Navigation Links
Caltech engineers build firast-ever multi-input 'plug-and-play' synthetic RNA device
Date:10/17/2008

PASADENA, Calif.--Engineers from the California Institute of Technology (Caltech) have created a "plug-and-play" synthetic RNA device--a sort of eminently customizable biological computer--that is capable of taking in and responding to more than one biological or environmental signal at a time.

In the future, such devices could have a multitude of potential medical applications, including being used as sensors to sniff out tumor cells or determine when to turn modified genes on or off during cancer therapy.

A synthetic RNA device is a biological device that uses engineered modular components made of RNA nucleotides to perform a specific function--for instance, to detect and respond to biochemical signals inside a cell or in its immediate environment.

Created by Caltech's Christina Smolke, assistant professor of chemical engineering, and Maung Nyan Win, postdoctoral scholar in chemical engineering, the device is made up of modules comprising the RNA-based biological equivalents of engineering's sensors, actuators, and information transmitters. These individual components can be combined in a variety of different ways to create a device that can both detect and respond to what could conceivably be an almost infinite number of environmental and cellular signals.

This modular device processes these inputs in a manner almost identical to the logic gates used in computing; it can perform AND, NOR, NAND, and OR computations, and can perform signal filtering and signal gain operations. Smolke and Win's creation is the first RNA device that can handle more than one incoming piece of biological information. "There's been a lot of work done in single-input devices," notes Smolke. "But this is the first demonstration that a multi-input RNA device is possible."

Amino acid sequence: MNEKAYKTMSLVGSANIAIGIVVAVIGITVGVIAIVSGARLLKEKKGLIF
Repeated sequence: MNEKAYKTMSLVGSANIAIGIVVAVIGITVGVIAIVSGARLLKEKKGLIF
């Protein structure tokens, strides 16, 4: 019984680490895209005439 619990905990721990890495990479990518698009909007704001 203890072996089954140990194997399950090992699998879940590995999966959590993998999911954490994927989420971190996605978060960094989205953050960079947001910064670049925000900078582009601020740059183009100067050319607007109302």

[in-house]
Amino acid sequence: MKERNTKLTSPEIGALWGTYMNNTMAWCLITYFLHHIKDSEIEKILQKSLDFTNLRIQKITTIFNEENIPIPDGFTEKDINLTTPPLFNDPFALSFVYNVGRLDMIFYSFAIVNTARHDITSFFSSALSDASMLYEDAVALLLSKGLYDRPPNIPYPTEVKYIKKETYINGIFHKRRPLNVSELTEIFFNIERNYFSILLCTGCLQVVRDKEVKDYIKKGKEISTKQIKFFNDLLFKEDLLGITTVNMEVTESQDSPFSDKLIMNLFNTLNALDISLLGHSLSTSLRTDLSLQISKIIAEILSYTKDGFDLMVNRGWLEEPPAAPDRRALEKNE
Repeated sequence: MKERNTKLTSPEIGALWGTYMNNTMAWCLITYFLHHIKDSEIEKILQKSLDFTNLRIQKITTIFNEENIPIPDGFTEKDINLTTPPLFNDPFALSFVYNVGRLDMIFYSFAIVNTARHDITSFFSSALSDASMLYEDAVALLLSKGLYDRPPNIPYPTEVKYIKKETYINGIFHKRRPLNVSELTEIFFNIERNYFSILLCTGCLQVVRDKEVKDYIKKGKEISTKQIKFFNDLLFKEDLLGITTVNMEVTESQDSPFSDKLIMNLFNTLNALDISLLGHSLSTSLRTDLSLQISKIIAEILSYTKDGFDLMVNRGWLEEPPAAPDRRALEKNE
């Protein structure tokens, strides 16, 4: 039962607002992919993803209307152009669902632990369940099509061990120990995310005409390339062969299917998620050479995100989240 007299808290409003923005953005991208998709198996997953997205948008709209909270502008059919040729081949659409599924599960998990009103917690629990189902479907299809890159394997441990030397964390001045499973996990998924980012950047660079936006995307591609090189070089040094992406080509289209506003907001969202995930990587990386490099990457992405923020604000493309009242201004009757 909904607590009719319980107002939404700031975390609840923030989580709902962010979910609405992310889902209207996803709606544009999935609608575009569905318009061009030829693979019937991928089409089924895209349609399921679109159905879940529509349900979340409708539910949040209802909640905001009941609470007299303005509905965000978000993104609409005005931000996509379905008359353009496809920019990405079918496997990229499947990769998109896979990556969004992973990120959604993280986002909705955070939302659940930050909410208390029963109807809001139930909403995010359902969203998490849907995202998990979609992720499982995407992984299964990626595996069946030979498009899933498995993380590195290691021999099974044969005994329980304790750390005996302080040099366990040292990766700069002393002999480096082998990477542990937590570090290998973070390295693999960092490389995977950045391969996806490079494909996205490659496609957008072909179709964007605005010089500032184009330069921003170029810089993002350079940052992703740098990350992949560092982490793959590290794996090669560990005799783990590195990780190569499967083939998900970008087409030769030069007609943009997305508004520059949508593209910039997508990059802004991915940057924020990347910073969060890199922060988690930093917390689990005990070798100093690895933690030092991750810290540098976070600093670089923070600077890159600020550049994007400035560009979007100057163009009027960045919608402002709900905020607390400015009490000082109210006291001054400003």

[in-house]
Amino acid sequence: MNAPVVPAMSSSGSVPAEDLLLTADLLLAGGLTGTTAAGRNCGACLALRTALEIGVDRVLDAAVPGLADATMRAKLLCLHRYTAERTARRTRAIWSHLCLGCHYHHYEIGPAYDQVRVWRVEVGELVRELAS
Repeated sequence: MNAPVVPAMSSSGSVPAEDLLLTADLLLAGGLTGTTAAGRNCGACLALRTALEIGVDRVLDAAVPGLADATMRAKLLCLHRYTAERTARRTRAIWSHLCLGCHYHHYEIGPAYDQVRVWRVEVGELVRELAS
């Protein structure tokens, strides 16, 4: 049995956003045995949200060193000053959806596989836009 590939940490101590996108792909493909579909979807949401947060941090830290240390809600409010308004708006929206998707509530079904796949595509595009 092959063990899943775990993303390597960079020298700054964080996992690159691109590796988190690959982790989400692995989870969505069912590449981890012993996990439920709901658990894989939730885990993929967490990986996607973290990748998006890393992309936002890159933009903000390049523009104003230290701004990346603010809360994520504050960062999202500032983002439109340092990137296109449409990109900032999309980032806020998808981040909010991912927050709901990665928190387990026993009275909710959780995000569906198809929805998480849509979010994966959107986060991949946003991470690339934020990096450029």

Their work was published in the October 17 issue of the journal Science.

The modular--or plug-and-play--nature of the device's design also means that it can be easily modified to suit almost any need. "Scientists won't have to redesign their system every time they want the RNA device to take on a new function," Smolke explains. "This modular framework allows you to quickly put a device together, then just as easily swap out the components for other ones and get a completely different kind of computation. We could generate huge libraries of well-defined sensors and assemble many different tailored devices from such component libraries."

Although the work in the Science paper was done in yeast cells, Smolke says they have already shown that they can translate to mammalian cells as well. This makes it possible to consider using these devices in a wide variety of medical applications.

For instance, ongoing work in Smolke's laboratory is looking at the packaging of these RNA devices--configured with the appropriate sensor modules--in human T cells. The synthetic device would literally be placed within the cell to detect certain signals--say, one or more particular biochemical markers that are given off by tumor cells. If those biomarkers were present, the RNA device would signal the T cell to spring into action against the putative tumor cell.